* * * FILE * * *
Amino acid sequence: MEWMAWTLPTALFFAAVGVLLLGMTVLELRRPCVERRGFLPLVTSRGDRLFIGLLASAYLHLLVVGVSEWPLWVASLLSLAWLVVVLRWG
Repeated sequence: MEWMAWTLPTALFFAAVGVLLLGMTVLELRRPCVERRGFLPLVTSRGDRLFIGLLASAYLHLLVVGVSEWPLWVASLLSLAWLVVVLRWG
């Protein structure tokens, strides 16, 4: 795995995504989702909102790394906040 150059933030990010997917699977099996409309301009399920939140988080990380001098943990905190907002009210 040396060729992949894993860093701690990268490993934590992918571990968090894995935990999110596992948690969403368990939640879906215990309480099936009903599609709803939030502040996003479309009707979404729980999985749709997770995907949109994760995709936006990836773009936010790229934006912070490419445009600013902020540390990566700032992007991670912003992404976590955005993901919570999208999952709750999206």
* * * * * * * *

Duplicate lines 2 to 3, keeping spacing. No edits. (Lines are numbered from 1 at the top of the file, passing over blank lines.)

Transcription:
Repeated sequence: MEWMAWTLPTALFFAAVGVLLLGMTVLELRRPCVERRGFLPLVTSRGDRLFIGLLASAYLHLLVVGVSEWPLWVASLLSLAWLVVVLRWG
């Protein structure tokens, strides 16, 4: 795995995504989702909102790394906040 150059933030990010997917699977099996409309301009399920939140988080990380001098943990905190907002009210 040396060729992949894993860093701690990268490993934590992918571990968090894995935990999110596992948690969403368990939640879906215990309480099936009903599609709803939030502040996003479309009707979404729980999985749709997770995907949109994760995709936006990836773009936010790229934006912070490419445009600013902020540390990566700032992007991670912003992404976590955005993901919570999208999952709750999206």